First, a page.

LiDAR Drone Mapping

Lidar Drone Mapping – The Future of Surveying

In the past, the general use of LiDAR technology was limited to very specialized and highly funded projects.  The introduction of LiDAR technology in commercial products is proving to be a game-changer and a powerful tool in assisting surveyors to better model various land profiles. There is no doubt, that the role of a land surveyor has evolved significantly as technology continues to advance.

While similar technologies such as sonar or radar use sound and radio waves respectively to map surfaces and detect objects; LiDAR, consists of a laser that shoots pulses at a target, and sensors that measure the pulse which bounces back in order to collect data about the target.  The data captured can generate finely detailed 3D models of static environments and allows for deeper analysis of land topography, contour modelling, and deformation monitoring.  The hardware can be used as a stationary tool by being equipped to tripods or be used in mobile applications by mounting to automobiles, planes, drones etc.

Advantages of a LiDAR drone survey versus traditional photogrammetric surveying is rooted in the method each process uses to collect data.  Drones using photogrammetry use traditional cameras to capture actual photos to construct its model, often taking hundreds or even thousands of individual photographs and stitching them together into one detailed model.  The final product is an overhead real-world visual of the environment intended to be captured. This method is widely used by various municipalities and regions when updates are made to their aerial mapping databases.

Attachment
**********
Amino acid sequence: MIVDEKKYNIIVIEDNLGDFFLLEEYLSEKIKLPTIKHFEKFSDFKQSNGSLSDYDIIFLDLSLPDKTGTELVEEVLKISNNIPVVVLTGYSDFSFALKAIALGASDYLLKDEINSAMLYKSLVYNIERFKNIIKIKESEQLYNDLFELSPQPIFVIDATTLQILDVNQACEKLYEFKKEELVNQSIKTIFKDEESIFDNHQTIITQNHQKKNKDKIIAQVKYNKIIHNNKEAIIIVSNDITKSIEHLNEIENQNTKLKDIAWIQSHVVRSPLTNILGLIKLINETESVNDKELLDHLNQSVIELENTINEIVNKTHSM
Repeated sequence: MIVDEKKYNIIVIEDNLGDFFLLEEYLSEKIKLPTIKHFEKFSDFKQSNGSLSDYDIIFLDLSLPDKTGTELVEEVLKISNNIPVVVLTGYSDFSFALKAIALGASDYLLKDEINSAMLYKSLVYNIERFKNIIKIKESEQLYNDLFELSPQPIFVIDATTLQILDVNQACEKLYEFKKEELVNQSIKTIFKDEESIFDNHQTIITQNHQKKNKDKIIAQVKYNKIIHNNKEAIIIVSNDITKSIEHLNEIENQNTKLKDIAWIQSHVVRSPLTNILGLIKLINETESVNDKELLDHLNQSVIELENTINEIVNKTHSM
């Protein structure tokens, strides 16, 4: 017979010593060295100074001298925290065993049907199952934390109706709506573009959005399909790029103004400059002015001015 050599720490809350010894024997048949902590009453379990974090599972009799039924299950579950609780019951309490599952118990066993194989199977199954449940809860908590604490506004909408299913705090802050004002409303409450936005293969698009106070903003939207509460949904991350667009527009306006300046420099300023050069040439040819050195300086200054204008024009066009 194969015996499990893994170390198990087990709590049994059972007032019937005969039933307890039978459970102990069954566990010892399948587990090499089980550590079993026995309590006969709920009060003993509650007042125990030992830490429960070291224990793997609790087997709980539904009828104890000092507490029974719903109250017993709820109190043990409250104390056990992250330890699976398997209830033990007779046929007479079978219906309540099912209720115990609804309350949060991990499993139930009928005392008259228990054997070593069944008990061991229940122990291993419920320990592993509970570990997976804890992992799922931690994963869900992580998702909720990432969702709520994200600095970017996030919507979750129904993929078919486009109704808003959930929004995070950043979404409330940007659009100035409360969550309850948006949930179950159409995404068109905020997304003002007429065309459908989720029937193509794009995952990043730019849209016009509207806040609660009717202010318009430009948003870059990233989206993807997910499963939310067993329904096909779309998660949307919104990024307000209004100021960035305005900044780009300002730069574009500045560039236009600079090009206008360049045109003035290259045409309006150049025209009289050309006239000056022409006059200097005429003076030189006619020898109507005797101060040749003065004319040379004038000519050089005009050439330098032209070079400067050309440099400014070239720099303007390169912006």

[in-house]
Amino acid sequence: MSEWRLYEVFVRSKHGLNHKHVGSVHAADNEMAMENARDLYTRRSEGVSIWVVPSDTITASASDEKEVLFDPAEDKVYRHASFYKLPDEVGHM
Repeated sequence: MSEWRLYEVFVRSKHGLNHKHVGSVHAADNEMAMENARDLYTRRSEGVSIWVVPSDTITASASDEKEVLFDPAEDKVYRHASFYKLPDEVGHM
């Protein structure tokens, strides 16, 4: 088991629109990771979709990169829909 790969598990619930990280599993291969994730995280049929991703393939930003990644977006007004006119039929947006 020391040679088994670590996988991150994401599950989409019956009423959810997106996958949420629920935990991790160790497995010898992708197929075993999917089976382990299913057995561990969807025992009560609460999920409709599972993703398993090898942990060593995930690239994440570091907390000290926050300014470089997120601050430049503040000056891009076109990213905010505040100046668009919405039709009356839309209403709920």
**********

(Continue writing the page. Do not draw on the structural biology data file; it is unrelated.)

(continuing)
However, limitations of photogrammetric surveying include low point density, low vertical accuracy, and the general inability to map areas under dense vegetation and high foliage. LiDAR sensors on the other hand generate a high density point cloud and a 3D model of the environment which is made possible with strong processing software that is able to process millions of points captured from the survey.  LiDAR can effectively penetrate areas with dense vegetation cover and provide higher vertical resolution and accuracy.  Also, since LiDAR does not require sunlight, data can be captured in low-light or dark conditions.

The general advantages of LiDAR drone surveying come with a tradeoff as there is a higher cost involved; in most cases, the price of a LiDAR sensor alone will be as much as the cost of an entire photogrammetry data gathering system.  A LiDAR based system is generally more complex with dependence on a high-precision satellite positioning system (GNSS) as well as Inertial Measurement Unit (IMU) sensors.  For the raw data to be processed correctly into usable information, all these complex subsystems need to work seamlessly together, if an error occurs, often the solution will be to repeat the flight whereas with photogrammetry, errors can be solved in the abundant overlapping images without the need to repeat the flight.

Surveyors are actively adapting LiDAR based mapping solutions for unique projects where traditional methods are not practical. These projects often involve some degree of difficulty for access where crews are unable to capture the necessary information via conventional equipment or busy corridors such as highways or railway corridors that prevent on the ground access. In summary, each project is unique and requires a thorough analysis to determine the best approach; land surveying technology has come a long way and surveyors are endeavoring on the new challenges ahead.


Maaz Malek, O.L.S, O.L.I.P
Director of  Field Operations


This publication is provided as an information service and may include items reported from other sources. We do not warrant its accuracy. This information is not meant as professional opinion or advice.